When Miles Morales is bitten by a radioactive spider, he must come to terms with his new spider abilities while teaming up with a multitude (and multi-verse) of Spider-men, woman, and pig to defeat Kingpin and save the universe itself. Spider-Man: Into the Spider-Verse is a joyful exercise in animation and blockbuster filmmaking. Witty, exciting, and visually stunning, it's a great time at the movies. This 4K Digital release boasts a sumptuous Dolby Vision presentation, an articulate Dolby Atmos mix, and a ton of special features. Highly Recommended. (NOTE: the affiliate links on this page are for the 4K Blu-ray -- if you liked this or any of our content, please consider purchasing your copy through these links to help support High-Def Digest. Thanks!)
You've never seen a film like Spider-Man: Into the Spider-Verse before. It's a comic book movie set in a universe where comic books and comic book movies not only exist, but they exist in the same ways we know them. Mile Morales is a teenager in a world where Peter Parker aka Spider-Man already routinely saves New York City, where there's a Saturday morning cartoon on TV, and Spider-Man breakfast cereal. Heck, that odd dancing from Spider-Man 3 also happened.
And then, as the filmmakers take almost everything we know about the Spider-Man character's 57-year history of origins and retellings and adaptations and inspirations, and masterfully weaves it all through a mind-bending story of parallel universes, broken hearts, teenage angst, failed marriages, father-son relationships, sight gags, and gob-smacking visuals. It's one of those movies that comes with a lot of hype and, for me at least, exceeds every bit.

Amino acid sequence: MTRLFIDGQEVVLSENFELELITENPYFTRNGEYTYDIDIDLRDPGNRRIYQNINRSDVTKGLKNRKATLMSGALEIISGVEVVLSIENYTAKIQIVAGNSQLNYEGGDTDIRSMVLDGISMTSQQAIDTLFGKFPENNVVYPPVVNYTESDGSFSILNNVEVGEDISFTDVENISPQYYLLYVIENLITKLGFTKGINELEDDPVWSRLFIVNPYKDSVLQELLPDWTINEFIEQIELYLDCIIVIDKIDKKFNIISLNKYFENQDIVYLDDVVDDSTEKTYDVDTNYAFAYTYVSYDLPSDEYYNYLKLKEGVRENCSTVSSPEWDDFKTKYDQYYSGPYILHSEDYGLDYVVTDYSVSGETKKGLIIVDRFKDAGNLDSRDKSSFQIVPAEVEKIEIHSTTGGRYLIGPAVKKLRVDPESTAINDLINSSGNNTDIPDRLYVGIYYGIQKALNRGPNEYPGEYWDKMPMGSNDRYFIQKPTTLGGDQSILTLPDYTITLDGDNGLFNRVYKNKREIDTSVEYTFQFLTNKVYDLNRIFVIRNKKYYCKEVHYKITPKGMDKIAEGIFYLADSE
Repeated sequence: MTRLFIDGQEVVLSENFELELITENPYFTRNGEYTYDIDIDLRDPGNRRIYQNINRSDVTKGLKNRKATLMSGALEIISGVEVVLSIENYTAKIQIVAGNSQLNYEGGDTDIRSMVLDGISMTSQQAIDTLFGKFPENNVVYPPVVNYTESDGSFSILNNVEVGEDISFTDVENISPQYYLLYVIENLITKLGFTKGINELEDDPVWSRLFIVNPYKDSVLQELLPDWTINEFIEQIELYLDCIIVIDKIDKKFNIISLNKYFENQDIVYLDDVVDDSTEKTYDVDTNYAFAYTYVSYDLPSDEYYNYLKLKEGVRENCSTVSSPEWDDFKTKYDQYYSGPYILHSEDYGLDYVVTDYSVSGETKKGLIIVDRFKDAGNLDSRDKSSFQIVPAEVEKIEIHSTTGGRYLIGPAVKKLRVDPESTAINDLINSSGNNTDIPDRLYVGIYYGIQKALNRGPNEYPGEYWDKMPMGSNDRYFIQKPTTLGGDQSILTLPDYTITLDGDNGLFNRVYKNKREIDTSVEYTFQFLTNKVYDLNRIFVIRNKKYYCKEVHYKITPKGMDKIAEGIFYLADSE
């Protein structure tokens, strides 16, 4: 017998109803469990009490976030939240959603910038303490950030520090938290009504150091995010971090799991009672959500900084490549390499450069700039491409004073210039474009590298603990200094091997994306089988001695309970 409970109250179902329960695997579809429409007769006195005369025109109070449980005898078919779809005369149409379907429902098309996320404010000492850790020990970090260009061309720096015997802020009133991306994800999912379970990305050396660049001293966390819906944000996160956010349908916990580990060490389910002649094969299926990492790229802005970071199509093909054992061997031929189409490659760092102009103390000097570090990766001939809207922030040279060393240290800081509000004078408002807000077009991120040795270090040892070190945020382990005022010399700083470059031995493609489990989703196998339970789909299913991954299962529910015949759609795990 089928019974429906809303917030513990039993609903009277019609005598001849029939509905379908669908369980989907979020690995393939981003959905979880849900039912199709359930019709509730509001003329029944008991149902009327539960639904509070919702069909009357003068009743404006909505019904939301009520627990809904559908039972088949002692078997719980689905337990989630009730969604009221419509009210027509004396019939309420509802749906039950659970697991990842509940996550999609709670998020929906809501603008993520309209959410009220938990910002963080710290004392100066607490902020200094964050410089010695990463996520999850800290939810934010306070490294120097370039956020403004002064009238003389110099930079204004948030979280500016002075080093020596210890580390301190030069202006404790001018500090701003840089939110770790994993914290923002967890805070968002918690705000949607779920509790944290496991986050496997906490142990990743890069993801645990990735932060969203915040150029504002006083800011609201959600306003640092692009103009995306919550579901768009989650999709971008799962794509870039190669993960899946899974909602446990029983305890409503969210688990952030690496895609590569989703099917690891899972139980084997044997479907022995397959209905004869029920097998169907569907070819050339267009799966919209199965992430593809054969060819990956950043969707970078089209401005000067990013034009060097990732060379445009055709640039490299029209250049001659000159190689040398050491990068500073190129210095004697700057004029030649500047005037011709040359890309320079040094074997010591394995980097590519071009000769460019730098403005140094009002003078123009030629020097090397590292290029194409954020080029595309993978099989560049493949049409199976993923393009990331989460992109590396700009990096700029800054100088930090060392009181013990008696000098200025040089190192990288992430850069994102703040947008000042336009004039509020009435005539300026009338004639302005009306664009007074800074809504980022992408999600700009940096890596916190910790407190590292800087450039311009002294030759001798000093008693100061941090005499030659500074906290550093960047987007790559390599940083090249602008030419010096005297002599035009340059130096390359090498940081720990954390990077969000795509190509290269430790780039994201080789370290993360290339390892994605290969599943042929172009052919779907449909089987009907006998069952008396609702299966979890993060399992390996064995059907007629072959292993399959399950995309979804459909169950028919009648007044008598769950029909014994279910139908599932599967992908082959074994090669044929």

My only quibble is within the animation style itself. Overall, Spider-Verse is a gorgeous movie that blends the sensations of classical animation, comic book pages, and modern CG stylings, and I love all that. But the filmmakers engage a technique in many shots where it appears like they're trying to recreate a shallow depth-of-field and it makes me feel like my eyes are going out of focus (like taking off glasses or looking through glasses for a different prescription). Maybe it's just a quirk of my brain -- I genuinely adore the movie and its style -- but it was distracting at times for my eyes.
Still, Spider-Man: Into the Spider-Verse is a magic show of sharply drawn characters (literally and figuratively), powerful themes, and engaging-and-playful story-telling.
Vital Stats: the Digital Copy
Spider-Man: Into the Spider-Verse is currently available on multiple streaming services in 4K. We purchased our digital copy via iTunes which, like Vudu, includes Dolby Vision HDR video, Dolby Atmos audio, and a number of special features. The digital pricing is currently around $20, about $7 less than buying the 4K Ultra HD Blu-ray.
Spider-Man: Into the Spider-Verse swings onto 4K Digital with a crisp and colorful 2160p Dolby Vision HDR presentation that's destined to sell a lot of 4K TVs.